What happened?

Terry Bollea – also known as the wrestling legend Hulk Hogan – issued an apology July 2015 for a racist rant caught on a 2008 tape (the rant in question was found by Radar Online and National Enquirer).

These numerous remarks were made as his daughter, Brooke Hogan, was dating a black man. Despite his apology, his contract with the WWE was terminated and the company has deleted all references to him across their website, as well as removing all related merchandise from their shop.

Later, Dwayne Johnson – also known as the wrestler The Rock – made a response towards this apology, stating that he’d ‘not known him to be racist’. He added that he was ‘pretty disappointed’ regarding the matter. (Antoinette Bueno, 2015)

Where did I find this?

Why this?

I chose to do this particular topic because of a few reasons. For one, it addresses celebrity racism. It comes from Hulk Hogan, a legendary wrestler, meaning that the story itself has more impact coming from a figure that millions of people know about. Secondly, the backlash and aftermath is important, as it shows the media’s reaction in regards to racist scandals. Finally, it is a fairly recent story at only one year old – thus, I felt it was still relevant to this day and age.

When did I find this first?

I found this story on the 26/27th of September. Due to real life complications and a generally difficult period getting my work together, this post was done a little later.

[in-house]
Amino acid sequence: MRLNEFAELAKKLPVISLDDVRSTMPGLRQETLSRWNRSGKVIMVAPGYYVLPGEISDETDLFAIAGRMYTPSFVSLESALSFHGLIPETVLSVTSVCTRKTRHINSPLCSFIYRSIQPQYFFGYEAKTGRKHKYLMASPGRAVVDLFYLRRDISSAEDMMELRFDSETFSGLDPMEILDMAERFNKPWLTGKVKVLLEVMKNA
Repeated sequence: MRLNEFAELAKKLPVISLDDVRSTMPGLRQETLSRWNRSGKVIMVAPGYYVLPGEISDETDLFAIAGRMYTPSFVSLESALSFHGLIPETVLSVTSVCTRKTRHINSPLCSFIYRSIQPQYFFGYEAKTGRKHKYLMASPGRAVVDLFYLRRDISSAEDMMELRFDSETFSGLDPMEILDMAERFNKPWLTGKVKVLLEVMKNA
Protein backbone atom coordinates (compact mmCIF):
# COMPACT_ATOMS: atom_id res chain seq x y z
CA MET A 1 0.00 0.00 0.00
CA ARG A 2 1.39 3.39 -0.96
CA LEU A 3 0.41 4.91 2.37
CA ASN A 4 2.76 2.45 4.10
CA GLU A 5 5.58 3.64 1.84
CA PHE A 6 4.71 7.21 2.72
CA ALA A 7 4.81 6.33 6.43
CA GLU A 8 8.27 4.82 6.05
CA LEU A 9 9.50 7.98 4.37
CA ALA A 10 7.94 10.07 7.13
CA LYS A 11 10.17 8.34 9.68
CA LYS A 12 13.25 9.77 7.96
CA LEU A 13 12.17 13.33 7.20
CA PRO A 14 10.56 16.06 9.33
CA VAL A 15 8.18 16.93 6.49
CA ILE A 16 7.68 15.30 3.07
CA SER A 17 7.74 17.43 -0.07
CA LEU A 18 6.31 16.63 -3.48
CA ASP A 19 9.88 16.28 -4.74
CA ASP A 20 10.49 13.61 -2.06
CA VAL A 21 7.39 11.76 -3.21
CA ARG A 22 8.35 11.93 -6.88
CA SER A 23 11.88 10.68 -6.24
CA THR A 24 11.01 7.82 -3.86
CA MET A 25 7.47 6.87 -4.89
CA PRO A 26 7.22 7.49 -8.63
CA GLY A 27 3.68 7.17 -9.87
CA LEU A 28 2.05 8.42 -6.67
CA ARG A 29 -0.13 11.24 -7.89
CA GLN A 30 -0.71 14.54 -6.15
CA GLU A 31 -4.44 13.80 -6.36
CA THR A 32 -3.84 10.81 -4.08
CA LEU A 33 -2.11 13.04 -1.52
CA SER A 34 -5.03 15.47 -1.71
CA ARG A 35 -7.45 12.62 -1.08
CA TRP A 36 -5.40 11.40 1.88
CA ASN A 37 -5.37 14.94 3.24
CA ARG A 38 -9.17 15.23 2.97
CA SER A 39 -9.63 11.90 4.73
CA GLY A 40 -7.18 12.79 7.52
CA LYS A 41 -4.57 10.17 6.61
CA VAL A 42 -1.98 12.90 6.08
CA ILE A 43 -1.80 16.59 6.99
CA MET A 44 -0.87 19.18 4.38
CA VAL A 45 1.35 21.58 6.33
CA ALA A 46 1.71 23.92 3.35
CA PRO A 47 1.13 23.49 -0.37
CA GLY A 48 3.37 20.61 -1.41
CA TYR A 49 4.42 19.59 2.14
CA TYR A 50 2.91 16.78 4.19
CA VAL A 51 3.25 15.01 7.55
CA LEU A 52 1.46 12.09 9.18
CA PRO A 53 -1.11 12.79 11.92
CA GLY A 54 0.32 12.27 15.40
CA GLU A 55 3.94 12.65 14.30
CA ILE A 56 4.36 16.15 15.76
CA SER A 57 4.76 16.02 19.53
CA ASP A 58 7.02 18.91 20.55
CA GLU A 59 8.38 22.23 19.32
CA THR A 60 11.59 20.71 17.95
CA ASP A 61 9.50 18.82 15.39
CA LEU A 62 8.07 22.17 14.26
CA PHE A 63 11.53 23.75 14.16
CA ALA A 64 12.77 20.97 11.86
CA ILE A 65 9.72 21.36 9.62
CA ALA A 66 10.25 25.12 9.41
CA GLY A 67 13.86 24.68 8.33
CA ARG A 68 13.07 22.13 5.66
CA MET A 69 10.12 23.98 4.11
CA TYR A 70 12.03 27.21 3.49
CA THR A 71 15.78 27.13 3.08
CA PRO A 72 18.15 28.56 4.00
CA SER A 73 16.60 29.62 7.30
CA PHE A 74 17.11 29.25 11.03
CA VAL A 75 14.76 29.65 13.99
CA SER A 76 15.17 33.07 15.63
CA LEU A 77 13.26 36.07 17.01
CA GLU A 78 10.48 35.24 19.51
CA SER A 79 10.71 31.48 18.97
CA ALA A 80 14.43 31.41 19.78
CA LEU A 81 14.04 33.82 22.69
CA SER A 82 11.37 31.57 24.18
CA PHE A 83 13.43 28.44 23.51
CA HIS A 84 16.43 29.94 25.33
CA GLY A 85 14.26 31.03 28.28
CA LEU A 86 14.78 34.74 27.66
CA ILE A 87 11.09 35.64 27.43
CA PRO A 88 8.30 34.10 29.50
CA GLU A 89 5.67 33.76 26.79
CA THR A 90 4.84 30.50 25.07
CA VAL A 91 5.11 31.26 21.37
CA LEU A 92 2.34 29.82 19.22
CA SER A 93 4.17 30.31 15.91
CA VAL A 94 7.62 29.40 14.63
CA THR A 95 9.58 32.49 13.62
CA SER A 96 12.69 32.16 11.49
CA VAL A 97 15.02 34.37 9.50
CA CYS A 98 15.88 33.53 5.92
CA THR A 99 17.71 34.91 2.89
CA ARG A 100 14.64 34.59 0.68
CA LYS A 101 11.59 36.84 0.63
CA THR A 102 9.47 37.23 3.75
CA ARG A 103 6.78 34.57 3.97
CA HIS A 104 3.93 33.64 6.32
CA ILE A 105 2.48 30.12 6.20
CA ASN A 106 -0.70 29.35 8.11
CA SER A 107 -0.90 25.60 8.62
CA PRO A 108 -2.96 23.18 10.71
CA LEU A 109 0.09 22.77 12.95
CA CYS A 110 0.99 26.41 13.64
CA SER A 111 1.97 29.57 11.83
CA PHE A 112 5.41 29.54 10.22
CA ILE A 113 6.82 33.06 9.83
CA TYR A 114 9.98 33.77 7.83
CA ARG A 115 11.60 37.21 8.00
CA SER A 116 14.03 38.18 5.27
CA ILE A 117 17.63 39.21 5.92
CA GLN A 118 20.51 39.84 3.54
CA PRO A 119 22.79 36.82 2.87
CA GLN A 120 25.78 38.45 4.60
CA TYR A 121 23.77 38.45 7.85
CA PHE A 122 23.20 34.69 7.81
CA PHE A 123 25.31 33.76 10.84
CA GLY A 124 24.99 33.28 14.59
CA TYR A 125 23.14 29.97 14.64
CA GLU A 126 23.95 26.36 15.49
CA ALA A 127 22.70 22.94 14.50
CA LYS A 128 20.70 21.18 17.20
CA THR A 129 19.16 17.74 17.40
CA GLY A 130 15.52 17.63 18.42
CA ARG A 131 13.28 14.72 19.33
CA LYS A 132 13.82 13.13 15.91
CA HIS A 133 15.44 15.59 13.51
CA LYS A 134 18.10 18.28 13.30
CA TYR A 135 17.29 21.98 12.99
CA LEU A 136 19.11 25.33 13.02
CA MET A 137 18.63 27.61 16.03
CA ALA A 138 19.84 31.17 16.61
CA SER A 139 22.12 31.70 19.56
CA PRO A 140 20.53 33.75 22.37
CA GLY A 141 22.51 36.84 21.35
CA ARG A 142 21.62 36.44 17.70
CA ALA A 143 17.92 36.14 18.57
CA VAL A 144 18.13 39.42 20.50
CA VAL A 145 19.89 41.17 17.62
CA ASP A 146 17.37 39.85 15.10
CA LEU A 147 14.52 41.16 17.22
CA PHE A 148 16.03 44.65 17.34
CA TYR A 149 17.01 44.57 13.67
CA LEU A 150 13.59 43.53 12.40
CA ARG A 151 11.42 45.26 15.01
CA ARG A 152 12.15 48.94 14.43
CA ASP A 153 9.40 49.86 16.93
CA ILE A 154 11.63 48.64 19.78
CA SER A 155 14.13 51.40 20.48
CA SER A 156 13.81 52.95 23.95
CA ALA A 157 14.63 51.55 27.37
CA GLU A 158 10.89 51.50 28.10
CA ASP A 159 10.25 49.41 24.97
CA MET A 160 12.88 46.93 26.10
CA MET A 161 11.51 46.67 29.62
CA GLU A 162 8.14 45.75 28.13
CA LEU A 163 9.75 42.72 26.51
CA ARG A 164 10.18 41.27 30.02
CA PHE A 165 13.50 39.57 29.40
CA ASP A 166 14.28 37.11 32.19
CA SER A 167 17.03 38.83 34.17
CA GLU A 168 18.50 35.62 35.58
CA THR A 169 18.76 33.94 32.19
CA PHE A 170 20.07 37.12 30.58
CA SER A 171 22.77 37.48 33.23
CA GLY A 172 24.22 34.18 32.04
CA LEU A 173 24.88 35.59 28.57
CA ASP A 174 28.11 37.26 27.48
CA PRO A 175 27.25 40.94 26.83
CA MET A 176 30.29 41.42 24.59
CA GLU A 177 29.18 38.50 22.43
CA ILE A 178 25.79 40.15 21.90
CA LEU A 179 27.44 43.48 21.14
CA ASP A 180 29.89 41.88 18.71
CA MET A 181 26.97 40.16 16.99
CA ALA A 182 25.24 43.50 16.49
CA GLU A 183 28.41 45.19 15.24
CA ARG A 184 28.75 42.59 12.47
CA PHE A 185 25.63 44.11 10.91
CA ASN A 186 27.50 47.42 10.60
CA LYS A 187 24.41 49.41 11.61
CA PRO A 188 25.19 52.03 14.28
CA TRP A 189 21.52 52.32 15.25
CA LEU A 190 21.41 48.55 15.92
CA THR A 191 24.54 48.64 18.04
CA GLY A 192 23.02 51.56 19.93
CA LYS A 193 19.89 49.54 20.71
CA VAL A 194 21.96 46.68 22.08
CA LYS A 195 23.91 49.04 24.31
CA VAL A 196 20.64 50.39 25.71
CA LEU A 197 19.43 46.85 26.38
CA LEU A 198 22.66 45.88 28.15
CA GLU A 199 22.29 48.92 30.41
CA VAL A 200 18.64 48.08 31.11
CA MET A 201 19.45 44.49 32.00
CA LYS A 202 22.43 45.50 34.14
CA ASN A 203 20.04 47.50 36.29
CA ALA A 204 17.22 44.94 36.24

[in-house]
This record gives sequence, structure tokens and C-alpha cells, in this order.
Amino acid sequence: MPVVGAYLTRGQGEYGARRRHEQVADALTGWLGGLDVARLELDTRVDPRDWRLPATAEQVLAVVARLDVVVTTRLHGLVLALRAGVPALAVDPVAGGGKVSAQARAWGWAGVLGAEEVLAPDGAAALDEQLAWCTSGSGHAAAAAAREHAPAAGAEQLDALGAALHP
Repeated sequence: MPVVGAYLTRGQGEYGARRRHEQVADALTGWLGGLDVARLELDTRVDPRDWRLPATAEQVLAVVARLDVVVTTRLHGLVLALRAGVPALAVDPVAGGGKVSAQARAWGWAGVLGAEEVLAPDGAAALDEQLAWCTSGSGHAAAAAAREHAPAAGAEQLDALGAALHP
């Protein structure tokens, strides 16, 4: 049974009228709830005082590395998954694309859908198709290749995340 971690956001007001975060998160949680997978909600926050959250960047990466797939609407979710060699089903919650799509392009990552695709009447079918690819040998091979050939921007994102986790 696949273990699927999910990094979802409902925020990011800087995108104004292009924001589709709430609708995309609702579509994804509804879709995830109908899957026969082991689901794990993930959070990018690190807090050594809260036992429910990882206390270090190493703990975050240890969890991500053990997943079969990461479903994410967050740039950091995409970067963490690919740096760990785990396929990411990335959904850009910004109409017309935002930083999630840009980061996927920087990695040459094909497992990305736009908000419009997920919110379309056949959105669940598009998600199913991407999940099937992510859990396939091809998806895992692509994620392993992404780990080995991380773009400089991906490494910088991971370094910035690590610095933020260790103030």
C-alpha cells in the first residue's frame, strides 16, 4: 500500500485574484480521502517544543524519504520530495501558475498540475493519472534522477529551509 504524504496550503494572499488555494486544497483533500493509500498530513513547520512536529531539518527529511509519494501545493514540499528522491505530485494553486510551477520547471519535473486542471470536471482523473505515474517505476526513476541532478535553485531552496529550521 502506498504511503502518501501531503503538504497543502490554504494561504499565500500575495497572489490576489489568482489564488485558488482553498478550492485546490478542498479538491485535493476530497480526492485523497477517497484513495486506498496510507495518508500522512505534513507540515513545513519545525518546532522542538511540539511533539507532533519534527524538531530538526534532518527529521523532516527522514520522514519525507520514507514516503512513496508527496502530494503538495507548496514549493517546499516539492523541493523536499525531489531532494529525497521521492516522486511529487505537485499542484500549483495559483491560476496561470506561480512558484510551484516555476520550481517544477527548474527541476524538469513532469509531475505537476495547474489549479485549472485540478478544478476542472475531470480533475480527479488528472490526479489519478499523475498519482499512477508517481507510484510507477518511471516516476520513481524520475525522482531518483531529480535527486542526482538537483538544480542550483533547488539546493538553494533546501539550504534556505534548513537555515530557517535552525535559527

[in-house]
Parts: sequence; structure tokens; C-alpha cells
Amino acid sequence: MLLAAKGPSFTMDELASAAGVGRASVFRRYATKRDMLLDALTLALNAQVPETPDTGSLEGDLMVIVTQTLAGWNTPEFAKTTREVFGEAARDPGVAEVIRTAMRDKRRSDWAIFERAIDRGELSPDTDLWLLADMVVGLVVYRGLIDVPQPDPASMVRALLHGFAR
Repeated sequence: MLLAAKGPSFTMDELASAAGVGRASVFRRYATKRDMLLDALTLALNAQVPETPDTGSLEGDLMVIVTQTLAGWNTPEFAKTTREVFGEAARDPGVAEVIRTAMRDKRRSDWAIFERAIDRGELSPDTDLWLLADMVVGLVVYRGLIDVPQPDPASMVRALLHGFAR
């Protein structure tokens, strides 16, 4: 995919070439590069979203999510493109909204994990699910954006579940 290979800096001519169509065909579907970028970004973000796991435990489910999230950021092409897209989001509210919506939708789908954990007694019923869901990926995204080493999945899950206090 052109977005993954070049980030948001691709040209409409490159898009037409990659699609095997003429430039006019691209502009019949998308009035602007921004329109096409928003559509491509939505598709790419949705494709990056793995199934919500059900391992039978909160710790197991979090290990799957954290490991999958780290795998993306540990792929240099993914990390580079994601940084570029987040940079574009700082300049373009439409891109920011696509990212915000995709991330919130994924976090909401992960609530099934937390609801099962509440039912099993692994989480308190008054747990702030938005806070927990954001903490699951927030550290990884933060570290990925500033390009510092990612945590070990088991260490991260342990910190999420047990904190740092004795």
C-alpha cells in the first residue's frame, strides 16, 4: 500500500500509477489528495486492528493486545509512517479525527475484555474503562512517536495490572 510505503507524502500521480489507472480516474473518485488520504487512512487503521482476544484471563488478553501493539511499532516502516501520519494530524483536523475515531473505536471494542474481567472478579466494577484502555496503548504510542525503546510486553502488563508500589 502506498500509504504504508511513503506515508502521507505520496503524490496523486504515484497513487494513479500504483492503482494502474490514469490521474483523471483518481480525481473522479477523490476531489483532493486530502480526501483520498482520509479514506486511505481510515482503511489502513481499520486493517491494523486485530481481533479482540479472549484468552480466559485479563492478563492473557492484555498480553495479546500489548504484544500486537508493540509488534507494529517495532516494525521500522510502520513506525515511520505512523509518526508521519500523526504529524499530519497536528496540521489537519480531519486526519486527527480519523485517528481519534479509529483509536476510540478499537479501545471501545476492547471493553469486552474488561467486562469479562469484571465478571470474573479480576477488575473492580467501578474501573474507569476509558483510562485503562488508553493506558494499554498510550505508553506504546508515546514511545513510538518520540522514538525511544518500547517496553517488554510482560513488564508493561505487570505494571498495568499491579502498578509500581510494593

Who was involved?

Hulk Hogan was directly involved and the main focus point of the story. Besides that, Dwayne Johnson made a formal statement on the matter after it had been leaked. Then, there is Brooke Hogan and the man she was dating – who has not been named – as they are the victims of this racist rant.

Official and unofficial sources.

Within journalistic research, an official source is an announcement or statement intended for the media. Examples of this can be organizations and forces such as the police. An unofficial source is that which is more intended for the public, not journalists. This is easier to define, as any newspaper or report is considered an unofficial source. Word of mouth is also considered an unofficial source.

Official sources.

+Reliable and trustworthy.
+Analytical, not hampered by emotion or rambling.
-Limited information, a broad announcements leads to some things being left vague.
-Focuses on the facts, not how the people feel and react.

Unofficial sources.

+More emotionally driven.
+Has the freedom to explain and elaborate further, as official announcements are kept rather short.
-May not be the most reliable source to use, as all the evidence may not be present.
-Could be overexaggerated and designed for fear-mongering.

Primary and secondary research.

There are two types of research – primary and secondary. Primary research is personal and upfront, such as vox pops and being there when the story occurs. Meanwhile, secondary research is done through other sources such as the Internet, books and other media where you are not physically there or talking to someone. Primary is through the horse’s mouth, whereas secondary is hearsay and online news.

Primary research.

+Shows a first-person perspective on the situation.
+Surveys can be easy to do.
-Time consuming on a large scale.
-Not the most reliable facts.

Secondary research.

+Very easy to access, just look it up online.
+Often the only way to find the info you need, i.e old documents or factual books.
-May be out of date for your subject matter.
-Doesn’t come from the horse’s mouth, but an outsider’s perspective. Can become like chinese whispers, where the truth is a little distorted.